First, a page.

Recent Pleiades Updates and Awards

By Tom Elliott

In a recent progress report submitted to the National Endowment for the Humanities, I detailed a number of improvements that have been made since March 2016 to the Pleiades gazetteer of ancient places. These advances, summarized below, build on initial steps summarized in a preceding report. We have now completed the first of three years of work funded through the NEH grant announced in July 2015. I am also delighted to share, at the end of this article, news of an impending award.

The most obvious recent improvement to Pleiades is in the speed and stability of the web site itself. Software updates and refinements implemented by our subcontractor Jazkarta, Inc. have yielded a 400% speedup in page load timing. A number of long-standing site errors have also been eliminated, such that we can now boast a month-to-month site availability rate in excess of 99%. These performance improvements have been achieved while simultaneously reopening site access to the broad array of spiders, crawlers, bots, and other computational agents that update content in commercial search engines and for other scholarly projects around the world.

Pleiades contributors, reviewers, and editors are now also benefitting from user-driven refinements to submission and editorial interfaces and from better integration with external services. In particular, the point-and-click steps necessary to submit an update or new entry for review have been reduced and review lists and lookup forms have been tuned for more responsive performance. Contributors can now import complex spatial geometries (polylines and polygons) from OpenStreetMap where previously only single-point imports were supported. Contributors can also add bibliographic references simply by importing them from the Zotero citation management system where previously manual entry and formatting of references was required. Moreover, anyone who uses Zotero to manage their own bibliographies can now capture full citation data for any Pleiades page with a single mouse click.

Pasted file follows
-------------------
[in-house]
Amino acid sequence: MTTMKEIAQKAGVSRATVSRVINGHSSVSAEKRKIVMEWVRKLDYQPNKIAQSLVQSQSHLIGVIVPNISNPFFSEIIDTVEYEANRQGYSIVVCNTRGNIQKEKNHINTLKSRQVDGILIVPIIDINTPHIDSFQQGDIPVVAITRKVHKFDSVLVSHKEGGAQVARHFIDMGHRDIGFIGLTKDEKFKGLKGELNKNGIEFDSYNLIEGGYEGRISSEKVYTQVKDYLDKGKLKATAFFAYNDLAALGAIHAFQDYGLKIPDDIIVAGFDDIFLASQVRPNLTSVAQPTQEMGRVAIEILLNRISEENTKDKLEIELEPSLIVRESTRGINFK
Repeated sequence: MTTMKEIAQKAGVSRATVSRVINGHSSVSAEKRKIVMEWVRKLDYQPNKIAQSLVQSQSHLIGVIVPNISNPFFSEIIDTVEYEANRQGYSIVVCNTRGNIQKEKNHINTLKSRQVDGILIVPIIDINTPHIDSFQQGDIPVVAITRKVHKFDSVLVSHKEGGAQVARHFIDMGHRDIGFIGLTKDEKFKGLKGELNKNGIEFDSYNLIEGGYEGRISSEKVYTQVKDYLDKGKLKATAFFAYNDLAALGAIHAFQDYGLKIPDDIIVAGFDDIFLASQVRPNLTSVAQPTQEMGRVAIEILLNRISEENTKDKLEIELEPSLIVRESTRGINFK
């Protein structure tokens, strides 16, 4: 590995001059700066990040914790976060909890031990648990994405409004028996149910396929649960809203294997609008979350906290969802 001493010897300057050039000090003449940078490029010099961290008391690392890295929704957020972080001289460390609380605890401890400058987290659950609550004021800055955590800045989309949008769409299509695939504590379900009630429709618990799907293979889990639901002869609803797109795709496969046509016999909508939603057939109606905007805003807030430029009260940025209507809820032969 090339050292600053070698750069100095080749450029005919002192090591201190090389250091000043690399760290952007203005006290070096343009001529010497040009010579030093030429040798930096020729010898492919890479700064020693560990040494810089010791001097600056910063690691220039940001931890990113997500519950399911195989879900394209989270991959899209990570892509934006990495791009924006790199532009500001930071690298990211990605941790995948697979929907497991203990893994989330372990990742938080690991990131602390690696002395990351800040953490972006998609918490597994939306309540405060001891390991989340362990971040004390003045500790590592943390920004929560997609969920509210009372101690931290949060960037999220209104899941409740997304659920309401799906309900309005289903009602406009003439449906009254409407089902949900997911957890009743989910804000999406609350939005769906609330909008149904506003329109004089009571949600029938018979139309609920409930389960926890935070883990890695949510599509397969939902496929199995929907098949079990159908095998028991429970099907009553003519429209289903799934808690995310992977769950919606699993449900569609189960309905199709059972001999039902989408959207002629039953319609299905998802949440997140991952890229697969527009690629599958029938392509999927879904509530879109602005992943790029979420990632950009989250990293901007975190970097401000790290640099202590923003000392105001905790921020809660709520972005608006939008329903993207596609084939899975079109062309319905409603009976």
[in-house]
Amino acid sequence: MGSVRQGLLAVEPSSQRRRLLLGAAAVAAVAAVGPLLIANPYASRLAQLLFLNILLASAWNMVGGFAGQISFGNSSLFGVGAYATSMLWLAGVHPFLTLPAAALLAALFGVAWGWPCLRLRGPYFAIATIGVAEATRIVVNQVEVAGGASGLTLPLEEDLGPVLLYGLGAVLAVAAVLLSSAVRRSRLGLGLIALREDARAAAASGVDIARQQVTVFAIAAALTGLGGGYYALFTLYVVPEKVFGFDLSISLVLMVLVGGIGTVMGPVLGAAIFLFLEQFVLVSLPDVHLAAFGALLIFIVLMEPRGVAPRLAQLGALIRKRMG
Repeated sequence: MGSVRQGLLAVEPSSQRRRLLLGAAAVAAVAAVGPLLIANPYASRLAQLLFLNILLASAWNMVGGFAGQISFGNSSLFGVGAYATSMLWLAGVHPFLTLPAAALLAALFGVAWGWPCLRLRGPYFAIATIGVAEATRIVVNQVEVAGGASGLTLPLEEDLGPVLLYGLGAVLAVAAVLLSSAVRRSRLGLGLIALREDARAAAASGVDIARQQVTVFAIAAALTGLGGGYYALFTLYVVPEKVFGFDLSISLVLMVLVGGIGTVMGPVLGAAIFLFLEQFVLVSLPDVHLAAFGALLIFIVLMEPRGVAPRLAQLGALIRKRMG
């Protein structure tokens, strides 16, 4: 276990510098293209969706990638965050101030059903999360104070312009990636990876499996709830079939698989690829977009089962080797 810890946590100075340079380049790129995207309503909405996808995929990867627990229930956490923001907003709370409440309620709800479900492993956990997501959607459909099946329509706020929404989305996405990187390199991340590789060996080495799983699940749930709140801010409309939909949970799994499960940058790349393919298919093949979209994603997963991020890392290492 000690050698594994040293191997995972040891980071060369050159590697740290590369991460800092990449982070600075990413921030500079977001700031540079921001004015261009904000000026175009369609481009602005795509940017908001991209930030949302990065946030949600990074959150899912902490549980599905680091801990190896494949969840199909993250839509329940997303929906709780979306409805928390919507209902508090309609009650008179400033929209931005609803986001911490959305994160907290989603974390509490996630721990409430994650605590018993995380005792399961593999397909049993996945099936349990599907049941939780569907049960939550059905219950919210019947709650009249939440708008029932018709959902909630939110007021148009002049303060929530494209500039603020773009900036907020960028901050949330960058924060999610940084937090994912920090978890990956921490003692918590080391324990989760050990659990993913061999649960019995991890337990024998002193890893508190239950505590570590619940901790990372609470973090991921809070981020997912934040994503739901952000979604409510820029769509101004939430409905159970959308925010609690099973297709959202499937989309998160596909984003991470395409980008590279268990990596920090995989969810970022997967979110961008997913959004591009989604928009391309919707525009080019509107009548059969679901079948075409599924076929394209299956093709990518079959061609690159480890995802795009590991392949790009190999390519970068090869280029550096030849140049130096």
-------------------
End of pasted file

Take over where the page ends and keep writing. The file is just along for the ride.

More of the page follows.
Other improvements abound, to include user interface and search enhancements, as well as database modifications necessary to support the description of individual buildings and monuments and the creation of rich, documented relationships between places. Full details may be found in the September report.

Not long after submitting the report, I was contacted by staff at the Archaeological Institute of America with some delightful and unexpected news: Pleiades is to be named the 2017 recipient of the AIA's Award for Outstanding Work in Digital Archaeology. The Award is to be presented during the Joint AIA and Society for Classical Studies Annual Meeting, which will be held in Toronto, Canada from January 5-8, 2017.  The citation of honor will be read at the Awards Ceremony on Friday, 6 January, and I have been asked to speak for several minutes at that occasion. I hope to see many Pleiades friends and participants at the Meetings and I look forward to sharing the dias with them all at the Awards ceremony.

All of the resources (placesnames, and locations, as well as help and other pages) in Pleiades are free and open to the public without login or other restriction. Publishing in Pleiades is open to all interested parties under terms of a Contributor's Agreement. More information is available on the "Participate in Pleiades" page